In Misrata, a major Libyan port, coastguards told the Guardian that the smuggling trips would continue to rise because Libyan officials were woefully under-resourced.

In all of western Libya, the area where the people-smugglers operate, coastguards have just three operational boats. Another is broken, and four more are in Italy for repairs. Libyans say they have been told they will not be returned until after the conclusion of peace talks between the country’s two rival governments.

“There is a substantial increase this year,” said Captain Tawfik al-Skail, deputy head of the Misratan coastguard. “And come summer, with the better weather, if there isn’t immediate assistance and help from the EU, then there will be an overwhelming increase.”

Save the Children has been on the front lines in the migrant crisis, and said it was growing increasingly worried about an expected increase in children making the dangerous journey across the Mediterranean.

On Friday, it reported that nearly two dozen badly burned Eritreans had landed in Lampedusa that morning, the victims of a chemical fire in the Libyan factory where they were held before their departure.

According to witness accounts, five people, including a baby, died in the blast – which occurred after a gas canister exploded – and the rest of the victims were not taken to hospital by the smugglers holding them. Instead, the injured were put on a ship bound for Italy a few days later. The victims were airlifted to hospitals across Sicily on their arrival.

The story was confirmed by UNHCR, which also interviewed survivors

Monday 20 April 2015

continue reading

Ukrainian Volunteers Search for Bodies of Missing Soldiers

As the cease-fire becomes more fragile in eastern Ukraine, a team of volunteer body collectors travels to the small village of Savur Mohyla in the what pro-Russian separatists call the Donetsk Peoples Republic - to retrieve bodies of fallen Ukrainian servicemen from rebel-held territories.

With a recent escalation in violence in eastern Ukraine's separatist conflict, the number of dead grows. Many fallen soldiers are buried without record, often in a grave without a name or tombstone. On the road to the village of Savur Mohyla near the Russian border, a Ukrainian volunteer team called Black Tulip is on a mission to collect bodies of fallen Ukraine government soldiers from rebel-held territory.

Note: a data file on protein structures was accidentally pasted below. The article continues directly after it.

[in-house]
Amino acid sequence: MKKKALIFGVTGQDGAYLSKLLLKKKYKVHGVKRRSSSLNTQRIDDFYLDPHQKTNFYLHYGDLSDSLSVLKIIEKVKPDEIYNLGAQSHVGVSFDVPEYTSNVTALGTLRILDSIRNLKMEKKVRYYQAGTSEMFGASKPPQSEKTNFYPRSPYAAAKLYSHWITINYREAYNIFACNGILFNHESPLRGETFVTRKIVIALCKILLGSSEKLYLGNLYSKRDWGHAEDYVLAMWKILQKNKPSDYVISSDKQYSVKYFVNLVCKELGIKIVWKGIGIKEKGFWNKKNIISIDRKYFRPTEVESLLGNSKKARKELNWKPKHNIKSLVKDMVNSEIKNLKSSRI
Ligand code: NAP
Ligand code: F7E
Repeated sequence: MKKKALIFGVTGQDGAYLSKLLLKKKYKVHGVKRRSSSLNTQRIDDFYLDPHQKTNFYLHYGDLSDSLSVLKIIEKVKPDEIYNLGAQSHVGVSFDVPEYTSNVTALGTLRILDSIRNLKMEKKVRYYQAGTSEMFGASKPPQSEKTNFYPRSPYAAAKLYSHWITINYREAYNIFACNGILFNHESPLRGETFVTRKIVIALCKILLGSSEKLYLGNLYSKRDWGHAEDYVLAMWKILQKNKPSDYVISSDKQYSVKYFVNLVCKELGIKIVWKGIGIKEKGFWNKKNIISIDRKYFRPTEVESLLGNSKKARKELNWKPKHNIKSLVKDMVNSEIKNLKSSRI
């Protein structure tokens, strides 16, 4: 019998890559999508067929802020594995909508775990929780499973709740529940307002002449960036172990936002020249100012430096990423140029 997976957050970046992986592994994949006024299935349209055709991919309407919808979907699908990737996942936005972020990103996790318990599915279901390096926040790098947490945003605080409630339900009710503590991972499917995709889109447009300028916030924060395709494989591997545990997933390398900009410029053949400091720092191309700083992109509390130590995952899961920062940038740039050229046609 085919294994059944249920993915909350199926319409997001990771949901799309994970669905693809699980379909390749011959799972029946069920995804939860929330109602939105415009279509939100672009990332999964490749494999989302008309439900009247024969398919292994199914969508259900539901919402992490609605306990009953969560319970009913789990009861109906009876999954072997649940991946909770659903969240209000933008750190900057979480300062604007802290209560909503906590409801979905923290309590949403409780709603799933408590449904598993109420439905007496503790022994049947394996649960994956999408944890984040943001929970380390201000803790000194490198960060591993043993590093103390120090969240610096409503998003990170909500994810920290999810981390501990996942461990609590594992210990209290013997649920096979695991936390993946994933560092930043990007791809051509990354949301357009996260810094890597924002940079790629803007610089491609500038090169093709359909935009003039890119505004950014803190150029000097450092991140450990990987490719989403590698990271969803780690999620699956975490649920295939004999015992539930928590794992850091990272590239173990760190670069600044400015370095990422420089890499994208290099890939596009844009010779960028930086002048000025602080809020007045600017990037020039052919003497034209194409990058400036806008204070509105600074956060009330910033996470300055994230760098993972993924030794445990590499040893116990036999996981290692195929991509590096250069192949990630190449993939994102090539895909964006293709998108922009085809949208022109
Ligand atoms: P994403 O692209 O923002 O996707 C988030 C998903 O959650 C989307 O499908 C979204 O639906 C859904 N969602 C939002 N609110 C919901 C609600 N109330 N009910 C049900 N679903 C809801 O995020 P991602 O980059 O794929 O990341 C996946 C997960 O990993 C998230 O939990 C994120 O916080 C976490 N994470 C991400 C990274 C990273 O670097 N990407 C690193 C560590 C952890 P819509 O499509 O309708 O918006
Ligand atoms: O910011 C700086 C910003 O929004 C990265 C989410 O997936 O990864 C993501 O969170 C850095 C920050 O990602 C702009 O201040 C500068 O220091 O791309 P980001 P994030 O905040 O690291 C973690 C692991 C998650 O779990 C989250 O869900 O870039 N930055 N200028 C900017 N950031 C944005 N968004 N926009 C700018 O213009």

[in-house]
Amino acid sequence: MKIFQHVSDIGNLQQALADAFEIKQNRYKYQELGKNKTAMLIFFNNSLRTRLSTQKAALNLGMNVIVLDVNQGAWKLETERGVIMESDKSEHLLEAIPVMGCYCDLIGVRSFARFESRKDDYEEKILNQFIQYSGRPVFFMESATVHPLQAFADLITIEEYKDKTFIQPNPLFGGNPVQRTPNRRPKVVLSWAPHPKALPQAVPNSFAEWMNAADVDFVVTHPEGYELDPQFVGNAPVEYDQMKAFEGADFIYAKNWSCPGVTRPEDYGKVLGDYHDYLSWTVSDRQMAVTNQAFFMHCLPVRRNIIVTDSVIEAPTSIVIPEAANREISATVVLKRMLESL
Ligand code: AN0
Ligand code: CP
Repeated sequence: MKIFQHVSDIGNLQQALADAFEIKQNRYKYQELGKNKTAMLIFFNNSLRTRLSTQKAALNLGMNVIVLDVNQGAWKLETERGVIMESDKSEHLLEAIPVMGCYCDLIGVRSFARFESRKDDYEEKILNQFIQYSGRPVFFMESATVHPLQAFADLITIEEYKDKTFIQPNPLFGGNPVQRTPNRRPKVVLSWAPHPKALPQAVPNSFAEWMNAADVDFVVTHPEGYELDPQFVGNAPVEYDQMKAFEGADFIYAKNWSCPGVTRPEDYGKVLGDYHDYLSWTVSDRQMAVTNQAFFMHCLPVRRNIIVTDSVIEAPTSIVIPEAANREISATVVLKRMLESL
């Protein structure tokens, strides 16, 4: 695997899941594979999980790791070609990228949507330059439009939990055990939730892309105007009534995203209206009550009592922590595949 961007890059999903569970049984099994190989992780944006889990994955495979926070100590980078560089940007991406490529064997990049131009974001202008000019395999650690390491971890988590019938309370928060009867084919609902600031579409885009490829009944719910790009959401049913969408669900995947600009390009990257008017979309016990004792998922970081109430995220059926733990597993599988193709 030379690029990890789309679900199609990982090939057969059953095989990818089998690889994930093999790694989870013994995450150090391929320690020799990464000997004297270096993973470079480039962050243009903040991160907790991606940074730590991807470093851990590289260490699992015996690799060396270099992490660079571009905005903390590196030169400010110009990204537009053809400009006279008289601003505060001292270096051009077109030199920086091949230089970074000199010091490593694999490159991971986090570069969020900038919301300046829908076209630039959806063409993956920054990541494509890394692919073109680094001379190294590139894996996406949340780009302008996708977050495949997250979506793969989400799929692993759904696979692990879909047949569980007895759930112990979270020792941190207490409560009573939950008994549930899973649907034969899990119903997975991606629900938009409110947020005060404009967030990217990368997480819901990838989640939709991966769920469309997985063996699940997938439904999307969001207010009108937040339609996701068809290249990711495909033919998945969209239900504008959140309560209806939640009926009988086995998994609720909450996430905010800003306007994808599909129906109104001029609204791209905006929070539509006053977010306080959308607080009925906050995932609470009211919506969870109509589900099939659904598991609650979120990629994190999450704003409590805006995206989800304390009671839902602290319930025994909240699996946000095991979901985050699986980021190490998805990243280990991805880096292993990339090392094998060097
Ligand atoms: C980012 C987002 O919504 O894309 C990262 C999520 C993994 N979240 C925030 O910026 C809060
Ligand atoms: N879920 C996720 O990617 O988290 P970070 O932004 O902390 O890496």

Little remains of the military positions that were here. But there is still danger from land mines and booby traps. Still, the team does this grim work without pay.

"There is one body here, we received information from local citizens, it was a fight over here in the end of August. Ukrainian soldiers were pushed back and one of the soldiers was left here," said Black Tulip volunteer Aleksey.

Despite coming from Ukrainian government-held territory, the team is able to work in separatist-controlled land through cooperation with the militaries on both sides.

"We transmit bodies from the Ukrainian side to the DNR [separatist] side and vice versa. There is an agreement between the government of DNR and the Ukrainian Ministry of Defense, and when this agreement is confirmed, on that day we are able to cross the border," said Aleksey.

The separatists' commissioner for missing people, Lilia Radionova, helps coordinate the team. She says she gets thousands of request every day to help find missing persons - her desk piled with letters and photos from family members.

"I received a lot of phone calls from Ukrainian soldiers' relatives, mothers, fathers, wives. This is a Ukrainian soldiers' list of lost in action," said Radionova.

Although February's cease-fire agreement called for returning casualties and prisoners of war, getting permission for the team to work can be difficult. But Radionova says cooperation between the two sides is improving.

"When we submitted 22 bodies to them from Donetsk airport something changed, after this ultimatum we demanded something changed. Since January, we could not take our fallen from Volnovakha and now finally we received the bodies, thanks to them but at the moment there are many more bodies...Due to joint efforts we will have an agreement in future," she said.

The volunteers return with a body they think may be a rebel soldier. They say they will hand it to authorities for identification.

"We apply visual inspection of the body, sometimes there are some documents in pockets and we can use it to identify a person. If there are no documents, the only help is DNA analysis," said Aleksey.

More than 6,000 fighters and civilians have died in the conflict in eastern Ukraine over the past year, and with frequent cease-fire violations, the team's work is far from over.

Monday 20 April 2015

continue reading

More MH17 remains and personal effects recovered

Experts from the Dutch repatriation mission have recovered more remains at the crash site in eastern Ukraine on Sunday, where the site where flight MH17 crashed on July 17 last year according to a spokeswoman for the Ministry of Foreign Affairs.

On the fourth day of the mission, the salvage workers worked without incident. "Consistent with our analysis we found at the burn site much remains," said mission leader Pieter-Jaap Aalbersberg. "We are working hard. The conditions are not easy. It rains a lot and the temperatures are low, about 5 degrees. "

The salvage mission was resumed Thursday. The operation is an attempt to recover the last human remains and personal belongings to be transported to the Netherlands. The mission could take weeks. Because of the ongoing fighting and the cold winter months it was not possible to carry out salvage work in the disaster area until this week.

(Translated from Dutch)

Monday 20 April 2015

continue reading